Fun weekend project: Tasmotising the IKEA air quality sensor

Hey guys,

I just found this article, I wanted to share. It's a how to smart up the "dumb" air quality sensor Vindriktning from Ikea.

This one:

It costs only 10€ and even with the added hardware, one could have a good air quality sensor for just about 30€. Sounds like a nice project, I think. :smiley:

Following because I am looking at a few different air quality sensor solutions at this time.

Thought I would leave this here for everyone starting out with Tasmota, like me. First, the wiring I did:

The parts are listed in the wiring. For everyone like me, who has no clue whatsoever about coding and that not everything is plug and play... :sweat_smile: DON'T FORGET TO GET THE DRIVER FOR THE USB TTL-ADAPTER!

I used the ones from silicon labs. They are open source and work like a charm.

Now, the things that helped me allot during my first attempt of getting into Tasmota:

  1. Using Dupont-Wires. Having the possibility to easily connect and reconnect things is just wonderful, especially when some parts don't have or need to be connected all the time, like the D1 and the USB-TTL and the GPIO0 and GND. Soldering at least those pins with Dupont-wires was the best decision I've made. In fact, I used Dupont wires for all connections I've soldered, just to have the possibility to reconnect everything later on, if I want. Would JST-connectors have been the better option? Maybe, but that was, what I had on hand so.... leave me alone. :stuck_out_tongue:

  2. Pre-counting the connections and cutting my wires accordingly. Makes just everything easier. I've learned it the hard way... :sweat_smile:

Next, the things I've messed up.

  1. Too many wires: I thought I would be such a smart boy, soldering a few extra wires to the different pins, so I can connect a few more sensors and perhaps a display. Yeah... Don't do that. The case of the Ikea Vindriktning might be big, but not that big... I've managed to cram everything in, but next time I would wait, till I have the parts and maybe 3D print a new case for my needs and all those smart things people do, who plan ahead. :nerd_face:

  2. Check your connections: After I've finally flashed everything successfully, and was staring at my setup-page of my new little baby, I was very disappointed that there was absolutely no read-out! Not even a negative read-out like: Sensor 1: No value!
    Nope, nothing, until I realized, I should have connected the sensor to the Ikea - Board. And Bobs' your uncle, there we go, we got some nice values. Always check those things! I've learned it now.

Some last thoughts:

  1. Was every part necessary? Following the different posts about the D1-Mini you can read, that it can be connected to 5V directly without an issue. Heck, you even git a pin for 5V. Reading the manufactures' instruction, it says to use always 3.3V. So I used the Step-Down module. Did I really need it? Maybe... Maybe not... I don't know. My thoughts on this: In case of doubt, it is always better to be safe than sorry.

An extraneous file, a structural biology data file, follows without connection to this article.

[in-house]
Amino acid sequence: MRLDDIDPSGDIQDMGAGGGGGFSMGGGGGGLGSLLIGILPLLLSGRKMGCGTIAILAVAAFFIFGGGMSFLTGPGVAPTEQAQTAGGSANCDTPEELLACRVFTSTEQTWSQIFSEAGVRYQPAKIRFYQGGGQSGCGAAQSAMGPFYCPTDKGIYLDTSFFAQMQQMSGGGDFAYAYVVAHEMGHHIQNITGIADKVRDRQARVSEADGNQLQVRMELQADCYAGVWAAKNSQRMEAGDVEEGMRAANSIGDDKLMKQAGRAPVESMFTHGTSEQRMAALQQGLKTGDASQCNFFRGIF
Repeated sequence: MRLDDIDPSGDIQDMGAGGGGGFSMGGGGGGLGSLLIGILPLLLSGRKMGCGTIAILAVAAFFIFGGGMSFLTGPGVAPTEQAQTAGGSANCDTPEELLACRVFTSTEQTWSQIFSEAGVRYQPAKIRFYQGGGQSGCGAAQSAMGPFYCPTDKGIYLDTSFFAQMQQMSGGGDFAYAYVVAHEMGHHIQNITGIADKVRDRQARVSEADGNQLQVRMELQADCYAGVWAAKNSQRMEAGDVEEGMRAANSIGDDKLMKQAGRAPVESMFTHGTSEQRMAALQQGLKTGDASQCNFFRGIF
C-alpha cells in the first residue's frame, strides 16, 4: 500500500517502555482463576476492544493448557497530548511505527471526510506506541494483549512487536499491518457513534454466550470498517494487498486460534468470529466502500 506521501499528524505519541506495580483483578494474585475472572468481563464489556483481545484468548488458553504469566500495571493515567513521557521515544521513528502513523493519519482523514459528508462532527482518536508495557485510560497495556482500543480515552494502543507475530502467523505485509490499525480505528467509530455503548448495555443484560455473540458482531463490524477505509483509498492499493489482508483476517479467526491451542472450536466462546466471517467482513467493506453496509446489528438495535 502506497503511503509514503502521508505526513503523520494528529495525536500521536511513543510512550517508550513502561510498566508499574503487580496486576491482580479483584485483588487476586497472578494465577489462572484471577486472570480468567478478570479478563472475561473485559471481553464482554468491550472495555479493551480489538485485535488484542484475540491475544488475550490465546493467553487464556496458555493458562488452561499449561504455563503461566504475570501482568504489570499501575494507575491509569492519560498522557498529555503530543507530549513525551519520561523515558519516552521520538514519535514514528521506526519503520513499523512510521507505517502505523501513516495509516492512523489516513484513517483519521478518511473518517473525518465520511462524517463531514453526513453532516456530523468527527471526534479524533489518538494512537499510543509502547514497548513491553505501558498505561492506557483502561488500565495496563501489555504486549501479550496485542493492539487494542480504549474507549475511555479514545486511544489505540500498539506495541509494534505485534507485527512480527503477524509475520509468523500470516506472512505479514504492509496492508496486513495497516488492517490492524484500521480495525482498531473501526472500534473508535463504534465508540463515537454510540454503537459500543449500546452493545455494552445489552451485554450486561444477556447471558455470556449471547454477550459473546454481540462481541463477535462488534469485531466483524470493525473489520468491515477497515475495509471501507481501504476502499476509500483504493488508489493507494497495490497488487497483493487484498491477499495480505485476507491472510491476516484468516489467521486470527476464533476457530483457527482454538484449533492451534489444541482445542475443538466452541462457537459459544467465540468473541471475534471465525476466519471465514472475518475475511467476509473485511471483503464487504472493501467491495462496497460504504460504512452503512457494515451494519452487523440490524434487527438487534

2. Am I going to make more stuff now? Yeah!

I hope, that you enjoyed this little post and for everyone just starting out with Tasmota, always have one thing in mind:

I have no idea about coding, and I'm an absolute dumdum at this stuff. So if I can do it, you can do it. :smiley:


Why do you have to step down the voltage? The D1 has 3.3V and 5V inputs, could you not just use the latter?

I did that because of the manual of the board I bought. It stated to always use 3.3V. This was my first Tasmota project and I wanted to be extra sure. Looking at it afterwards, it wasn't necessary at all, but better to be safe than sorry. :smile:

Update: Thanks to the Tasmota Sync Driver from @garyjmilne, I had a breeze getting the Ikea Vindriktning into my Hubitat and start writing rules with it. I'm looking forward to the new drivers and building my own multisensor. :slight_smile:

Yes no voltage converter is required. I power mine straight from the sensor 5V line.

Yeah, I know that, now. As I said, this was my first Tasmota project and I just wanted ti make extra sure. :wink:

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Ok thanks. I am going to give it a go in July when I get back from a trip. Looks like a fun little project.

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Got some D1 mini's yesterday with the headers on that were a breeze to flash. Got an Elgoo 37 sensor kit coming on Thursday. Now I don't want to go away on vacation next week!

Same. I've ordered some BM280 to play around, and I'm thinking about some lumen sensors, VOC, CO2 etc. I WANT ALL THE SENSORS!!! :joy: :crazy_face:

I hear ya, must be some kind of condition because I’ve got the same thing. This is what I bought.

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I believe Frient is coming on board soon. I bought one of their air sensors and sent it to @mike.maxwell to play with...

Yeah, I can send it back now as Frient sent me their entire product lineup...


Sure... that works.... Get the air sensor driver working first so I can use mine!!!! LOL. Just from the conversation in the forums, they seemed like decent folk.

Those look nice. I'm still trying to get my radar module up and running. Right now, I don't get, what I did wrong, because I've wired everything as I was supposed to. I have to check on the weekend. I'll also play around with my weight sensor. When I got it working, as it should, I'll send you the data to work with. :slight_smile:

Very disappointed in this set. A few good sensors but most of them are analog so you can only have one attached and you have to calibrate the reading to turn it into something meaningful. I don’t think that is going to be trustworthy.
It’s going back.

That's a shame. So back to buying things separately.